We’ve written about the late Carl Cochran often in the past, and memories of him are still alive even though he died early this year. Carl was back in the news of late when East Central College announced that his estate, as Carl wished, is donating $70,000 for scholarships.

Earlier he had donated $30,000 to the college for scholarship(s). Carl is known for his aviation career, the final chapter of which was managing the Washington Regional Airport. He never considered himself to be wealthy and people didn’t see him in that vein.

Carl, because of his outstanding career, was Mr. Aviation in this area. He brought life to the airport and the strong opinion by this writer is that he put the Washington airport on the aviation map. Because of him, many people, pilots and others, visited the airport. Carl promoted activity at the airport. Flyins were common. His buddies from the days he was a Navy aviator and then a commercial airline pilot were drawn to the airport because of Carl.

We would receive calls from him when he thought a visitor would be of a news interest. An example was when the president of TWA visited the airport in his personal aircraft he piloted.

His engaging personality enabled him to develop friends from all walks of life. A true professional in everything he did earned him a high level of respect. He made every effort to be as accommodating as possible. Because he offered lessons in flying a heritage biplane, several pilots from foreign countries were students. People with mega years of experience are great storytellers. They are entertaining. Carl was just that among his many other attributes. We had the pleasure to fly with him and he was very helpful in maneuvering the aircraft so we could get the best angle for a photo.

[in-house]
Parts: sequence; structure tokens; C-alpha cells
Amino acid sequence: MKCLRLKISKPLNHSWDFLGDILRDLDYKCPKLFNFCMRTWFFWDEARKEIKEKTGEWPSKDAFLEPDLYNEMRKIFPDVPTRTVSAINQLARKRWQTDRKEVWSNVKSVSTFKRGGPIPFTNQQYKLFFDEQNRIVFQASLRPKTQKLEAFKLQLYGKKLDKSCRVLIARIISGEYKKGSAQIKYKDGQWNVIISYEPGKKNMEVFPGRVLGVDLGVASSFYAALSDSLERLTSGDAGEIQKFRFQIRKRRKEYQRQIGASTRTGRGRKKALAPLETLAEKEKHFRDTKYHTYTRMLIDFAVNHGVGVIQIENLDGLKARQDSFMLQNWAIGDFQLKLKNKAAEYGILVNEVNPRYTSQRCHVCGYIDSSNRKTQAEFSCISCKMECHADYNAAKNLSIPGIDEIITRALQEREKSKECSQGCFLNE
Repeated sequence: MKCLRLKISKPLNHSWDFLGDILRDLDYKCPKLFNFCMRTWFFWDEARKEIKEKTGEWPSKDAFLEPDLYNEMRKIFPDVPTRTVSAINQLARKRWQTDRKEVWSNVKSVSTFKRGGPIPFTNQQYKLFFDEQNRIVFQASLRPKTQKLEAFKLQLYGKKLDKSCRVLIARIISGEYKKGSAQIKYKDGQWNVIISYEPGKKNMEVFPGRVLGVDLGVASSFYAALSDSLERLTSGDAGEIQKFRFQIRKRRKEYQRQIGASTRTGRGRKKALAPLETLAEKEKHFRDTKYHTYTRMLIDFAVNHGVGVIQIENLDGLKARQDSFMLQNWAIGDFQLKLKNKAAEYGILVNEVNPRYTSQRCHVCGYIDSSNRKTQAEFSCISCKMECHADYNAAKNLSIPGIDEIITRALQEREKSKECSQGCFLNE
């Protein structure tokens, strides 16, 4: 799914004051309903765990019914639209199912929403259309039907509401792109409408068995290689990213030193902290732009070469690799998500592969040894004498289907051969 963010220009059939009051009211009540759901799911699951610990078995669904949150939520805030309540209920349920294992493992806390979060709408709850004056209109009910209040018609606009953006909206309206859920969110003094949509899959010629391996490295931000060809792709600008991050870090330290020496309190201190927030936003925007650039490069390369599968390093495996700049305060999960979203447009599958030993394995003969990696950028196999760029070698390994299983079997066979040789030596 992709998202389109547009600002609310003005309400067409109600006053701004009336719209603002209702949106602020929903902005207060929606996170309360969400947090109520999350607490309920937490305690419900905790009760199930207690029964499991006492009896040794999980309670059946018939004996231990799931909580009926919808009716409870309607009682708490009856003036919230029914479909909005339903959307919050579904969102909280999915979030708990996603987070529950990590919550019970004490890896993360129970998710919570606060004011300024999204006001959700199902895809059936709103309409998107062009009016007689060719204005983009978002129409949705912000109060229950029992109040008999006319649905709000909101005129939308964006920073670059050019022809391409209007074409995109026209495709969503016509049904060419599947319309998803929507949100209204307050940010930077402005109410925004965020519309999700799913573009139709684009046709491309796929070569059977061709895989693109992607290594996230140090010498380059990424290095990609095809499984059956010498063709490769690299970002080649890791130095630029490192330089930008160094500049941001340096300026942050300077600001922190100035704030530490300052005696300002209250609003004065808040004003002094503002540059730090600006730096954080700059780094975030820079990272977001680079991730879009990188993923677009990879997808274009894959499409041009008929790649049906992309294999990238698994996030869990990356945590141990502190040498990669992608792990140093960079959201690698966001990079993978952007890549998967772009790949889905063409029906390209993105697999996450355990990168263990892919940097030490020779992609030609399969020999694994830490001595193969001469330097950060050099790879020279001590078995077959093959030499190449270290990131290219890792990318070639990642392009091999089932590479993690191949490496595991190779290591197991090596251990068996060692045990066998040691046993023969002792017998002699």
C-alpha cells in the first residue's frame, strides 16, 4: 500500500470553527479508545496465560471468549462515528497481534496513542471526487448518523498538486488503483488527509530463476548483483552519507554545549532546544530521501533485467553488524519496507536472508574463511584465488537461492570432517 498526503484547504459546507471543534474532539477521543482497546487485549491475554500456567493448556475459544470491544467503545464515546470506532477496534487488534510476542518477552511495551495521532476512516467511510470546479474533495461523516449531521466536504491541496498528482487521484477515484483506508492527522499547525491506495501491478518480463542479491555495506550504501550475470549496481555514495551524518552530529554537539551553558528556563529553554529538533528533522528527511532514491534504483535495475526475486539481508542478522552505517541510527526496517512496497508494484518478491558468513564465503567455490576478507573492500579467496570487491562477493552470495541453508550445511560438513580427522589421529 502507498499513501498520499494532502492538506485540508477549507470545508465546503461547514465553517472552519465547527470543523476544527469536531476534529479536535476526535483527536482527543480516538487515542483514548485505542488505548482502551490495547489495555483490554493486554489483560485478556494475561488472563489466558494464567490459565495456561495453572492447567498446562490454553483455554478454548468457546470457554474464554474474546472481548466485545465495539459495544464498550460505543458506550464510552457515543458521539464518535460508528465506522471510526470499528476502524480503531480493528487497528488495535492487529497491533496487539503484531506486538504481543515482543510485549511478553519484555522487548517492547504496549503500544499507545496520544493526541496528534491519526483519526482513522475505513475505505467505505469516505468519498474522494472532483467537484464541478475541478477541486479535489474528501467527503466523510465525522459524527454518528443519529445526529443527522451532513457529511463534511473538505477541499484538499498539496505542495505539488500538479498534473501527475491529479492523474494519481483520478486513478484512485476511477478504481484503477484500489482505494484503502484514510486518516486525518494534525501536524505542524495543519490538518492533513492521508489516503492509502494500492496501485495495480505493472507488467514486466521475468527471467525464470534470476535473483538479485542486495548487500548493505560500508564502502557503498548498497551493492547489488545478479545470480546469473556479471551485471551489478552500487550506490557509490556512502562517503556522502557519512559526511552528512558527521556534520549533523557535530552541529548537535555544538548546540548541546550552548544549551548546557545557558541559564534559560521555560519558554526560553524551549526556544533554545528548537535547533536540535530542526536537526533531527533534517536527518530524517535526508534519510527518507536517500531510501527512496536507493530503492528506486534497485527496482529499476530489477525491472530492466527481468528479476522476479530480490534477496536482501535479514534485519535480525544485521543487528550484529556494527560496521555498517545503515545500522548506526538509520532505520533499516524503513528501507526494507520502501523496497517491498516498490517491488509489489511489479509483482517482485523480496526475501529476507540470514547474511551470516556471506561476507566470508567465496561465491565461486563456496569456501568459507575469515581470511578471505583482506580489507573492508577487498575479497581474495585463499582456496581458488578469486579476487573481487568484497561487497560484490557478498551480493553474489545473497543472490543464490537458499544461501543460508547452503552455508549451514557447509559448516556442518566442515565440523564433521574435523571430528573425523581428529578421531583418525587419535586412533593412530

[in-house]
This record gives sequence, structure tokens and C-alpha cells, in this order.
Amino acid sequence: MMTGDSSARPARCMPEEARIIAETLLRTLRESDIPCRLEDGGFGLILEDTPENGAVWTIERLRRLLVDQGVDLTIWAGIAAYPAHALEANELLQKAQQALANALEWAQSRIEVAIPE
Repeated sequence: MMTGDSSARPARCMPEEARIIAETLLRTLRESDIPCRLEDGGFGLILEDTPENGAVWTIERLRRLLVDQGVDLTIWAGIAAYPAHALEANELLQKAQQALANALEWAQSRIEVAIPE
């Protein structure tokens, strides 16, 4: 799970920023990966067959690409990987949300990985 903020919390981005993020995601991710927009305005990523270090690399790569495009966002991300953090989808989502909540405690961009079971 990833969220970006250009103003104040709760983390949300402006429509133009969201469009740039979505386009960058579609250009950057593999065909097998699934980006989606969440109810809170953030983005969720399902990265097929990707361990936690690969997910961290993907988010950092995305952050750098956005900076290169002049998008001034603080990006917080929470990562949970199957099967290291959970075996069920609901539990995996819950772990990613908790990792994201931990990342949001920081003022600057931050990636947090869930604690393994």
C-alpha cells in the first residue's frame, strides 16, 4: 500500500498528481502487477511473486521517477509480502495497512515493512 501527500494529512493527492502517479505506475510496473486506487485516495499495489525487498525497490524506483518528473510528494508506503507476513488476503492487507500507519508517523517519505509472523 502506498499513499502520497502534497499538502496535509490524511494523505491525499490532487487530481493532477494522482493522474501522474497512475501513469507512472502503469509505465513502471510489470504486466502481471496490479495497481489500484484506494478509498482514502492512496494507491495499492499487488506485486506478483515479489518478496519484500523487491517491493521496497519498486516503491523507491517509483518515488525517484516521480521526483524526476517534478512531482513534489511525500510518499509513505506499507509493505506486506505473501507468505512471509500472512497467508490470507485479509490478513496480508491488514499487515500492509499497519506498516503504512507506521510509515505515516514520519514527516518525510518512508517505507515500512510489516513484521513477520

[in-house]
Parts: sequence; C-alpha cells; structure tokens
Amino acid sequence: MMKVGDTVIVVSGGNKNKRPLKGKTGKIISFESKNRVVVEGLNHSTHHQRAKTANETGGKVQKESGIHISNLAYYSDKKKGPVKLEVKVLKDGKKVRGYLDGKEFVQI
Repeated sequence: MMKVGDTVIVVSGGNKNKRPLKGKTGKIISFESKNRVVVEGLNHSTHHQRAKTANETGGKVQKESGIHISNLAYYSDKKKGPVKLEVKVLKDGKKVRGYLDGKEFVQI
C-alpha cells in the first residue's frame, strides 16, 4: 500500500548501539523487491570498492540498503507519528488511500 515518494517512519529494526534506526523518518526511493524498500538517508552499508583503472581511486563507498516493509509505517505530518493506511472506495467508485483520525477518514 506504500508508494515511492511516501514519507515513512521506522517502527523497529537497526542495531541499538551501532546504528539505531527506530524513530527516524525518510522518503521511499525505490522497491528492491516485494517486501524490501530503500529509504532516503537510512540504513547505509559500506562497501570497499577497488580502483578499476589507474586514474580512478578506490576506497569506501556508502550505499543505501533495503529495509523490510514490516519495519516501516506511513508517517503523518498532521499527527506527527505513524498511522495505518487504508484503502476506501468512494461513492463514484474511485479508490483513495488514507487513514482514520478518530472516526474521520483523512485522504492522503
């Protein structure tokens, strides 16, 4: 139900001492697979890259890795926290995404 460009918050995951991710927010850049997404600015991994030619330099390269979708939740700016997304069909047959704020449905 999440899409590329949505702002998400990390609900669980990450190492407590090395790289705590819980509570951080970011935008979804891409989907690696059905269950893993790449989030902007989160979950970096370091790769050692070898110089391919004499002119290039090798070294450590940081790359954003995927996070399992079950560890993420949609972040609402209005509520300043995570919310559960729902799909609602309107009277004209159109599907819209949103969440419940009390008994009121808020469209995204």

Although he was a “timeaholic” at the airport, he kept himself up to date on what was going on in Washington and in this area. He became a member of the East Central College Foundation board, and served from 1983 to 1993. He believed in the college and the educational opportunities it gave to people of all ages, especially two years to the young people headed for four-year degrees. In a quiet manner, he did what he could for the college.

There are plans to recognize Carl by the city and his many friends by perhaps naming something at the airport after Carl. To honor Carl at the airport is overdue.

Shannon Grus, executive director of the ECC foundation, said Carl felt he had been “blessed” in his life and he wanted to give something back to the community. He also wanted to inspire others to make contributions. We have always felt that this area and the airport in general were “blessed” to have Carl in our midst. The airport benefited from his vast aviation experience.

Carl was a good citizen with a heart in the right place.